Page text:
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Steam Speed Record Attempt

From Bits and Pieces Newsletter - September

By Ian Brown, Editor – Bits and Pieces, EAA 657159

chukThe best stories often begin, “I met this guy.” Well, I did. Spending some time in a drumming circle on a beach near Venice, Florida, last winter, I found myself next to a guy who had a really interesting tale to tell. He’s a pretty good drummer, but his real passion is to try to take the steam land speed record back to the United States. 

It’s currently held by a British driver. In August 2009, Charles Burnett III of the “Inspiration” team of Great Britain recorded a two-way average speed of 139.843 mph (225.06 kilometers/hour) at Edwards Air Force Base, California. 

It’s strange to note that, according to the Fédération, land speed records have only ever been held by two countries in the last hundred years - the United Kingdom and the United States. Such iconic characters as Donald Campbell and his famous Bluebird held the absolute record which is currently held by Andy Green, another Brit. That record stands at just over 763 mph (1,228 kilometers/hour) using a turbofan engine. Campbell died in an attempt to break his own water speed record in 1967, and he’s the only person ever to have broken land and water speed records in the same year.

Getting back to the story about my friend Chuk Williams, the steam-engined race car they built is driven by a steam turbine, and their goal is to exceed 140 mph on Bonneville Salt Flats, Utah. There was another event in August in which they failed to attend due to mechanical issues, but by the time you read this, they hopefully will have had successful runs at the World of Speed event during September 6 to 9. The never-ratified but generally agreed fastest speed was actually 145 mph by the Steamin’ Demon, but unfortunately a door flew open, then a fire started, and the car was unable to complete the return run. Perhaps the Steam Speed America team will beat that, too, and set the record straight.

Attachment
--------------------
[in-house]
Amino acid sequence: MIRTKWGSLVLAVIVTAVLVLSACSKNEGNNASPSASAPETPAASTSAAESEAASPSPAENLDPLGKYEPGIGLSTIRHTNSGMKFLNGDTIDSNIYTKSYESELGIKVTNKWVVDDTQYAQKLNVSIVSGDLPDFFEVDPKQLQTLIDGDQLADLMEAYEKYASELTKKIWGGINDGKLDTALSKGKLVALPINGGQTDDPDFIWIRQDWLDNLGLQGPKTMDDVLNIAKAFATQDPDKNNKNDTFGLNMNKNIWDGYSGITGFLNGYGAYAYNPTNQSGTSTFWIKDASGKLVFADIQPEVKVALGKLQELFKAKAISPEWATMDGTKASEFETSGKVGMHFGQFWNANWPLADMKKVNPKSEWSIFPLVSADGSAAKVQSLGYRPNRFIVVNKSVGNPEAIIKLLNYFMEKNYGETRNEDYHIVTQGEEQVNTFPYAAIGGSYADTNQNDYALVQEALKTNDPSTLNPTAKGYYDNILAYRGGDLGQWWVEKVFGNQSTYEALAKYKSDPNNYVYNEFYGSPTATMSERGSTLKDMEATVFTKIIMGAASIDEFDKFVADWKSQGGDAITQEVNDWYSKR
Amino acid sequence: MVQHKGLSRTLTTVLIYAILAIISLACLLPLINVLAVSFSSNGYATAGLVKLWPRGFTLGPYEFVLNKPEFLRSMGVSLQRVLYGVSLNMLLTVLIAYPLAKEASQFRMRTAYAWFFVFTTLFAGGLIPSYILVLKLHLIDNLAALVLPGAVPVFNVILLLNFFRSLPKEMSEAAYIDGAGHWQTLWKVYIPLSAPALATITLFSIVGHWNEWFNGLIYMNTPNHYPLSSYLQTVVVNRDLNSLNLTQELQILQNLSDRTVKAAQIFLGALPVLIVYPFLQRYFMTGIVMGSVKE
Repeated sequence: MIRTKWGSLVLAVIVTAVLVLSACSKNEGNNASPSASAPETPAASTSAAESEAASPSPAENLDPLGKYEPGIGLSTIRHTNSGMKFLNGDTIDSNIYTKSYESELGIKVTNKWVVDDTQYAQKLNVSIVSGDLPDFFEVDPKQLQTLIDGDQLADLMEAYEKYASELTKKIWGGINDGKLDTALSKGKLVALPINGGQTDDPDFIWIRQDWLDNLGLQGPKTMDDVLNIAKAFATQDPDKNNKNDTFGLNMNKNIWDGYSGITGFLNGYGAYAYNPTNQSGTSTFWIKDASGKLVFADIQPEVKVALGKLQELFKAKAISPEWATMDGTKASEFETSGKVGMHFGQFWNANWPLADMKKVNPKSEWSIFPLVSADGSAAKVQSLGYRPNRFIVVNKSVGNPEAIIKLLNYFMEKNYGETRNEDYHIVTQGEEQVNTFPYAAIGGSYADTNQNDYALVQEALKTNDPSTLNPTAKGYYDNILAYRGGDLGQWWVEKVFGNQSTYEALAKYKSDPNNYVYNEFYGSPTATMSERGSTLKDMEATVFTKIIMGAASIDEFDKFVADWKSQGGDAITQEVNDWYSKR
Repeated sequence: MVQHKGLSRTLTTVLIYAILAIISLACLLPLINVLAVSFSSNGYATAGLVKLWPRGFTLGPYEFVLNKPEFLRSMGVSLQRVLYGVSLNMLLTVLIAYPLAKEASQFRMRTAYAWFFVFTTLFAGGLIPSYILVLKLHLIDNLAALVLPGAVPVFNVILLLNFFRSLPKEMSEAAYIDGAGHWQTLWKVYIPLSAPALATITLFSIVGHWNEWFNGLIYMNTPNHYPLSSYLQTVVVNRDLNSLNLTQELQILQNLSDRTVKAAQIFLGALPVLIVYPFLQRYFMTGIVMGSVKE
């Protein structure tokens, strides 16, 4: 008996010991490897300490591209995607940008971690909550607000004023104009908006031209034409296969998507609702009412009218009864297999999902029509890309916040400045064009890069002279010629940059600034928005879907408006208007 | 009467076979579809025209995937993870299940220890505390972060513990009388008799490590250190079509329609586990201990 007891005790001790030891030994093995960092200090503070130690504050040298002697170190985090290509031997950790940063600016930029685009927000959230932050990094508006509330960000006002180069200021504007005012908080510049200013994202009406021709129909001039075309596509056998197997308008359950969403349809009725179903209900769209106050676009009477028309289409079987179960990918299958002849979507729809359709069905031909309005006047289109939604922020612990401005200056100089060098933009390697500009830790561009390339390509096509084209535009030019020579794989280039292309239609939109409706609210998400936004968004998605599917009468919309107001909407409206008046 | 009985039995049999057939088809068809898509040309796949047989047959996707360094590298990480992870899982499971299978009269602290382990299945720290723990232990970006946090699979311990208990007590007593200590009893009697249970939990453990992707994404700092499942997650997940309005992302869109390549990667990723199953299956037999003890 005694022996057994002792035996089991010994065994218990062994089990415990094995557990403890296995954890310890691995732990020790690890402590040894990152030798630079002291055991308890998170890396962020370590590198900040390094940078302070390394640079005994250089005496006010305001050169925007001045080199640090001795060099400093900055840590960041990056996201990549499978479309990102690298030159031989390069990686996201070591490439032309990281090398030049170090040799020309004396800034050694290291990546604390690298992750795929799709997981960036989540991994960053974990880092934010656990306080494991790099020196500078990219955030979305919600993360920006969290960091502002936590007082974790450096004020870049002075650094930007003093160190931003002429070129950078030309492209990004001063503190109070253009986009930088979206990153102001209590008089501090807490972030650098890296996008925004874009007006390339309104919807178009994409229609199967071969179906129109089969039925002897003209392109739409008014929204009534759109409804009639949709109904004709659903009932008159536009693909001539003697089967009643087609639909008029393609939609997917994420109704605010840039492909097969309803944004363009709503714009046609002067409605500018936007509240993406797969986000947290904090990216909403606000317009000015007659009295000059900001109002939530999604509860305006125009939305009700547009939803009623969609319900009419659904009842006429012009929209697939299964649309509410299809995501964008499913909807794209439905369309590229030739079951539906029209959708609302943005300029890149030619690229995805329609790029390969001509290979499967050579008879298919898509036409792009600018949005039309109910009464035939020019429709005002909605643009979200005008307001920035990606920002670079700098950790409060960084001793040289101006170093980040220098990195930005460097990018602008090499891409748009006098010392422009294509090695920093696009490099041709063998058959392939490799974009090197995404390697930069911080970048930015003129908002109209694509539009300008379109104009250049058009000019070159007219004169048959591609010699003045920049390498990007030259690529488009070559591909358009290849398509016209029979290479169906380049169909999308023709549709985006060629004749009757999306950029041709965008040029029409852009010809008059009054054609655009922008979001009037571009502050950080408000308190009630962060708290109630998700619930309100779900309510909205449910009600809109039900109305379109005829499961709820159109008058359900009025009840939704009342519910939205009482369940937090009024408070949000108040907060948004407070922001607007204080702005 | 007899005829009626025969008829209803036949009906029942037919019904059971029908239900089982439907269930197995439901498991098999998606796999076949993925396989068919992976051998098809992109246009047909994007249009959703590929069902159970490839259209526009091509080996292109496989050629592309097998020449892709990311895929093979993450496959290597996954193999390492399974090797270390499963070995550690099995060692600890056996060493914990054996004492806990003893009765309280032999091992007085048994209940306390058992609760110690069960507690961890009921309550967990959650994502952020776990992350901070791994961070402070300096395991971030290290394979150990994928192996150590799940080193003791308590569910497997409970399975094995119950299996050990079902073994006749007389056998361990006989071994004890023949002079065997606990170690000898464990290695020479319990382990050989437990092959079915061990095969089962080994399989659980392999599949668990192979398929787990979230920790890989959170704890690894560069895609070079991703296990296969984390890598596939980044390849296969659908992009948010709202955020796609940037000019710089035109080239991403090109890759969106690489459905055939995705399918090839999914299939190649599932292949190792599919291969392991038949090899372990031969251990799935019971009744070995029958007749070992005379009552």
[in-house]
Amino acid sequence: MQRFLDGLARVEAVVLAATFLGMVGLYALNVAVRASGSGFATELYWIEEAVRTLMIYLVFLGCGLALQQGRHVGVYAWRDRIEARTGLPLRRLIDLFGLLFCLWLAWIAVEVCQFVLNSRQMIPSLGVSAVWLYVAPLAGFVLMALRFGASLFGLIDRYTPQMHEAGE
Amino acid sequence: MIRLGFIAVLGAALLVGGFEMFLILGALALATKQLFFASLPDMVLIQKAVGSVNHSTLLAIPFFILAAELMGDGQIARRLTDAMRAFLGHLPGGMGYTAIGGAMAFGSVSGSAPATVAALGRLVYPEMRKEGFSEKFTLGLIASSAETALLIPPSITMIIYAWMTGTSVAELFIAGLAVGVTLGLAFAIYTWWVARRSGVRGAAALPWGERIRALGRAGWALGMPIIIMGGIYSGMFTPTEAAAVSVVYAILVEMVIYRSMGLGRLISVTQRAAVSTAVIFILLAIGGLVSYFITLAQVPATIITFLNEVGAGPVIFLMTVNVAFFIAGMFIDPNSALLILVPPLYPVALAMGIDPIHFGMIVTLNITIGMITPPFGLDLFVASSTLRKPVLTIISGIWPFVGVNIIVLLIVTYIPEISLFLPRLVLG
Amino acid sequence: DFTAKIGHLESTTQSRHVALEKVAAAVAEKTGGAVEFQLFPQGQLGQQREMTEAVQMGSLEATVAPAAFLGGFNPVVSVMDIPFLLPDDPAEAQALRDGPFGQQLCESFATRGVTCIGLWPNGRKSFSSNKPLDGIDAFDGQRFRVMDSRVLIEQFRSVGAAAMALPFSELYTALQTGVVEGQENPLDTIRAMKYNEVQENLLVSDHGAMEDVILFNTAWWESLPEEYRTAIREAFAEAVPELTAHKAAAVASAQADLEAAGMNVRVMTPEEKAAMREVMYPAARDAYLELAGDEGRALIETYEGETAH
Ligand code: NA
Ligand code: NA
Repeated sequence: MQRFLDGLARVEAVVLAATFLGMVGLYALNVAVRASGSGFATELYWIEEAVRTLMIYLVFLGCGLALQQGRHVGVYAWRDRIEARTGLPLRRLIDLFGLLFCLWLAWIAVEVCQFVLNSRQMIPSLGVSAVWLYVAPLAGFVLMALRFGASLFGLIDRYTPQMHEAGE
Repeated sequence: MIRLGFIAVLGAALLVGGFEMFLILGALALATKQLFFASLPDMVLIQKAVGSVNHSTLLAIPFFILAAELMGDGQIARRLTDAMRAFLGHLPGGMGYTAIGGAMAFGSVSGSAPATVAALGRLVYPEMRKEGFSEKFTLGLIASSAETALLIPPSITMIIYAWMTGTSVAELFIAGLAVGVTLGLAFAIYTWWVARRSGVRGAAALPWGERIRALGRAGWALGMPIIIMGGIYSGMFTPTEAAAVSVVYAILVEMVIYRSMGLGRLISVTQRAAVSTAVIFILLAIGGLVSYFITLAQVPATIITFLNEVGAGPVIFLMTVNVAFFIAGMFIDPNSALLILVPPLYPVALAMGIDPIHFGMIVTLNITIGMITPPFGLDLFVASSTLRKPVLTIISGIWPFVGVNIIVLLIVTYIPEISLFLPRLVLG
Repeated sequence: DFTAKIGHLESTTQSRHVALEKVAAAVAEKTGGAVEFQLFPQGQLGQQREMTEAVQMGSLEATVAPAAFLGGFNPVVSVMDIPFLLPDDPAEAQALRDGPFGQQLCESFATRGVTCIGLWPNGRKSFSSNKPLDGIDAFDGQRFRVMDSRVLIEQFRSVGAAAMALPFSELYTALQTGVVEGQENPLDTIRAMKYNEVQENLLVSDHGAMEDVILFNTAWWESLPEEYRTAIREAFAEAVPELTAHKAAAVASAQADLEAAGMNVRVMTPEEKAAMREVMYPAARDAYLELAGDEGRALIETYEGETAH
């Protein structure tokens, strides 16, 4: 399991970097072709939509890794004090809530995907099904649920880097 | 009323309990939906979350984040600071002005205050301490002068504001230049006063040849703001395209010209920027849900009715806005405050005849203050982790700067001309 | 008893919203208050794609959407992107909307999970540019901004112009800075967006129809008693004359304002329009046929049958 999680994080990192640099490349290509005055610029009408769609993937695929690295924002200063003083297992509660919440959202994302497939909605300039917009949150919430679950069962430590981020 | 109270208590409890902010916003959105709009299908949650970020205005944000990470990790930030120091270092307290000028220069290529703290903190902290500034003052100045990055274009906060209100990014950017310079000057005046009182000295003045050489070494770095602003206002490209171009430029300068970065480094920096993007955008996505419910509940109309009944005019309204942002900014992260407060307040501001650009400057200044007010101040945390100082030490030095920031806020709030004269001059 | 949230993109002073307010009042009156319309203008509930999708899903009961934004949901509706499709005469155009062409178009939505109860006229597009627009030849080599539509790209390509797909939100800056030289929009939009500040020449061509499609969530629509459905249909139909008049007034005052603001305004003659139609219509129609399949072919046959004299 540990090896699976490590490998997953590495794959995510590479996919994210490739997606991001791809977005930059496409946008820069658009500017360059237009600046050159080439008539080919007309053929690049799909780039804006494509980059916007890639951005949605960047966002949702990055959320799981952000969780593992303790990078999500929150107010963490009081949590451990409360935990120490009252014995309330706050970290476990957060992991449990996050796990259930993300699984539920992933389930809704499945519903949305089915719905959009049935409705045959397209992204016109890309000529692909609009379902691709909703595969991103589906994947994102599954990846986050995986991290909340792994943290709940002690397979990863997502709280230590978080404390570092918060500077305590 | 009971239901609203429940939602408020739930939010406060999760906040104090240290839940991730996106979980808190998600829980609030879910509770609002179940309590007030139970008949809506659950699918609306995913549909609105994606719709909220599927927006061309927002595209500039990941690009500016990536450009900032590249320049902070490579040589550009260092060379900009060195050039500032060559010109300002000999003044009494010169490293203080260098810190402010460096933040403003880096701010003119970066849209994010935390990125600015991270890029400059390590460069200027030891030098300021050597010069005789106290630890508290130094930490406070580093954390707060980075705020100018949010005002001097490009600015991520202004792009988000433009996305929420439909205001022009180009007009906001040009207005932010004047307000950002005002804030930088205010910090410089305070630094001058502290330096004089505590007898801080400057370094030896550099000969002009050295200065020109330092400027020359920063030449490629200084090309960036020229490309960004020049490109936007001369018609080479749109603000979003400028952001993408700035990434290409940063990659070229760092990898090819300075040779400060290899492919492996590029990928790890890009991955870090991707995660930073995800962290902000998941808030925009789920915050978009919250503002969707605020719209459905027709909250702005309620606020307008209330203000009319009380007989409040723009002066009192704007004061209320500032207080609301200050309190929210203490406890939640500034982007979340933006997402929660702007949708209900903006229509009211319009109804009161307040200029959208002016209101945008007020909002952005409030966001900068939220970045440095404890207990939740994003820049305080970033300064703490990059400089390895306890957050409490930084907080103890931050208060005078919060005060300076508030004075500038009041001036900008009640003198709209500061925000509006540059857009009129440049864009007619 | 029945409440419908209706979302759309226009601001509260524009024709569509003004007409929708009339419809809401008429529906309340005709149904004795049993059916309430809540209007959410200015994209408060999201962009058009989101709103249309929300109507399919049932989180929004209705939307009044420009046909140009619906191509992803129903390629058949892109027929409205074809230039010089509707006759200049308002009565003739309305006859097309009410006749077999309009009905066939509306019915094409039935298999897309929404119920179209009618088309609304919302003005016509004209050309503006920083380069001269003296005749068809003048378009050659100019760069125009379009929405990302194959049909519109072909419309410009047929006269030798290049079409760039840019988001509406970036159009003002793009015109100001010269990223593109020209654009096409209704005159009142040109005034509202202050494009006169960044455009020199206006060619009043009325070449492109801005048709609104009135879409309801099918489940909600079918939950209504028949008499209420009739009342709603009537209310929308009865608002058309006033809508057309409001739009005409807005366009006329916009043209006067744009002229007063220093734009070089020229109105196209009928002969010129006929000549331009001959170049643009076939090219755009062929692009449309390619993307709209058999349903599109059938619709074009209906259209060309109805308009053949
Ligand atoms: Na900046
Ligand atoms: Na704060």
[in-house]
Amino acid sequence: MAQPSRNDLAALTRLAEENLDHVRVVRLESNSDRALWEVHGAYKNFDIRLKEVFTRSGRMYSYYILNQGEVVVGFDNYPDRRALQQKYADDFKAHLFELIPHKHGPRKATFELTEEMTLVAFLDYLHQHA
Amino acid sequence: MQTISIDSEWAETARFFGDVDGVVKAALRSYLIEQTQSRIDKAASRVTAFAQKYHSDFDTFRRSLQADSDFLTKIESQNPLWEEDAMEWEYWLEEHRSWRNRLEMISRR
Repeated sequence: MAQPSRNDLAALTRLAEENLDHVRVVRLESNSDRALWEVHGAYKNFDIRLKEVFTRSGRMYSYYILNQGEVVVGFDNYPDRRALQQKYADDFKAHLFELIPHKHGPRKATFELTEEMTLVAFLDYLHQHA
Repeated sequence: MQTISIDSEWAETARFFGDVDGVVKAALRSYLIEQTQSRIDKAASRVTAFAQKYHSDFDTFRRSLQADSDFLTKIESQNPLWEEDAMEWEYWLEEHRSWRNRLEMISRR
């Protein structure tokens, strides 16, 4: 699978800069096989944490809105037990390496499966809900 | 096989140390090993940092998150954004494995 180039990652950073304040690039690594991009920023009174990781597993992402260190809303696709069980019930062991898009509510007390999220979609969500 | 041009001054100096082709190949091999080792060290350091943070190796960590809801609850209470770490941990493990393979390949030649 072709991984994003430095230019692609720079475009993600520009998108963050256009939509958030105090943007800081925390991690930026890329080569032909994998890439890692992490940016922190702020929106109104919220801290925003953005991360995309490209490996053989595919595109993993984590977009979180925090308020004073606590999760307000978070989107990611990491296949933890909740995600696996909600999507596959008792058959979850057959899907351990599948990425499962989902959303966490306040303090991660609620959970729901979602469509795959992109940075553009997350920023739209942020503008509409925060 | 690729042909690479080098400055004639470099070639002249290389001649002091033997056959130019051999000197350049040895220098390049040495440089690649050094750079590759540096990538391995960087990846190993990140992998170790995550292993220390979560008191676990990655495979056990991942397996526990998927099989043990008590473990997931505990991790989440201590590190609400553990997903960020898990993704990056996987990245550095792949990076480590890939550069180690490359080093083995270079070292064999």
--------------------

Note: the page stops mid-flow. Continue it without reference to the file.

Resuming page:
By the way, Chuk is a retired commercial pilot, professional diver, and musician. He’s a tinkerer and drives a steam car around town that he built himself. It’s based on a Model-T chassis and an assortment of steam parts including the mandatory whistle.

Late update:  Apparently Chuk’s car rolled over in Bonneville at 147mph after the chute had been opened.  He suffered multiple fractures but is apparently healing well and hoping to go home soon. We wish him a speedy recovery. You can follow his progress on Facebook.

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